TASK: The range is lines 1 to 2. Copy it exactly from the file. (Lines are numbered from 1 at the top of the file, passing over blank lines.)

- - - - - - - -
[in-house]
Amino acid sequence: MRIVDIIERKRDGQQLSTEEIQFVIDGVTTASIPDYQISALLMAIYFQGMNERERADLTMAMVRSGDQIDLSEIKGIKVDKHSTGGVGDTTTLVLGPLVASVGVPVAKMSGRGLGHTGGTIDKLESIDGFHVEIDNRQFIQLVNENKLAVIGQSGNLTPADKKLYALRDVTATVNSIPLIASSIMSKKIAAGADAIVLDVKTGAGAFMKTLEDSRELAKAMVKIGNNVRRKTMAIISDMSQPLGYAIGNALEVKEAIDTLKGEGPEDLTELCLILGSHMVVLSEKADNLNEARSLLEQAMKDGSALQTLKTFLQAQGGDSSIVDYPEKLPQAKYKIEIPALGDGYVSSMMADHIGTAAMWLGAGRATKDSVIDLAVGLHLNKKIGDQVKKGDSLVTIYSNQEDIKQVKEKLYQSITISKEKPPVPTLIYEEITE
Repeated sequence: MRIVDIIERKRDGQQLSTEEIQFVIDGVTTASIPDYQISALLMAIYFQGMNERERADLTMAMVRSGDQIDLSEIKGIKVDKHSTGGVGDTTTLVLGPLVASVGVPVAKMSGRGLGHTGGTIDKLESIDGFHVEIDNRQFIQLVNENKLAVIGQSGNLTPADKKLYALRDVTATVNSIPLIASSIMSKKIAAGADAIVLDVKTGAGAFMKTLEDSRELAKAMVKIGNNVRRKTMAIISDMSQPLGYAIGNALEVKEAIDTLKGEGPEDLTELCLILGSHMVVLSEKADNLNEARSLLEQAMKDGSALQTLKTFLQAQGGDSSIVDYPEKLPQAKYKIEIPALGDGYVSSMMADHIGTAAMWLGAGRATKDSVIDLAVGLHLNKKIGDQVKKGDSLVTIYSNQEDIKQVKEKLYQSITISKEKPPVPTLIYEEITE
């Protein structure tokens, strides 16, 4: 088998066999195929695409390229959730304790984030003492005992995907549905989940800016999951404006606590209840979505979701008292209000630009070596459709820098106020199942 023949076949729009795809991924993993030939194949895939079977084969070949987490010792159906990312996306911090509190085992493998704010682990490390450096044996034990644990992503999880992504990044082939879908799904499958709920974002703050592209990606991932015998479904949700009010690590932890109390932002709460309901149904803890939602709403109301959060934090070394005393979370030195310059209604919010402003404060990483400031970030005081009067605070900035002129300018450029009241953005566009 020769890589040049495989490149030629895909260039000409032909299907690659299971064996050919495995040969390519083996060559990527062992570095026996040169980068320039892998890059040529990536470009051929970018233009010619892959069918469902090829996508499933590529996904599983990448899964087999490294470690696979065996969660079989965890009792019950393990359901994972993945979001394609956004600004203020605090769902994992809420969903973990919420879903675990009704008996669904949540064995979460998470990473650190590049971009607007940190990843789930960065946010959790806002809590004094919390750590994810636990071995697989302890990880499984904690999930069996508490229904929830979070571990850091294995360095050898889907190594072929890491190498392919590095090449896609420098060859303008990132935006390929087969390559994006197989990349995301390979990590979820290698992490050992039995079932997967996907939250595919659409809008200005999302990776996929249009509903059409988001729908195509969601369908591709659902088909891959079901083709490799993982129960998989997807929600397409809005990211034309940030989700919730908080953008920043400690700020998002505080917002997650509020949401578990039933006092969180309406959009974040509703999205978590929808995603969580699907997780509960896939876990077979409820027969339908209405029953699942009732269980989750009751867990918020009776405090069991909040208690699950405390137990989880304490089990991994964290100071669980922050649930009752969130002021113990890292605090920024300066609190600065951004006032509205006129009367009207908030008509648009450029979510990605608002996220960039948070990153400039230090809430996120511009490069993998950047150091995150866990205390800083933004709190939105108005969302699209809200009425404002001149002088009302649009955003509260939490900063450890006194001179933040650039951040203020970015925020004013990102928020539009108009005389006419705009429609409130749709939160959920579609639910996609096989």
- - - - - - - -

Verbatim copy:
[in-house]
Amino acid sequence: MRIVDIIERKRDGQQLSTEEIQFVIDGVTTASIPDYQISALLMAIYFQGMNERERADLTMAMVRSGDQIDLSEIKGIKVDKHSTGGVGDTTTLVLGPLVASVGVPVAKMSGRGLGHTGGTIDKLESIDGFHVEIDNRQFIQLVNENKLAVIGQSGNLTPADKKLYALRDVTATVNSIPLIASSIMSKKIAAGADAIVLDVKTGAGAFMKTLEDSRELAKAMVKIGNNVRRKTMAIISDMSQPLGYAIGNALEVKEAIDTLKGEGPEDLTELCLILGSHMVVLSEKADNLNEARSLLEQAMKDGSALQTLKTFLQAQGGDSSIVDYPEKLPQAKYKIEIPALGDGYVSSMMADHIGTAAMWLGAGRATKDSVIDLAVGLHLNKKIGDQVKKGDSLVTIYSNQEDIKQVKEKLYQSITISKEKPPVPTLIYEEITE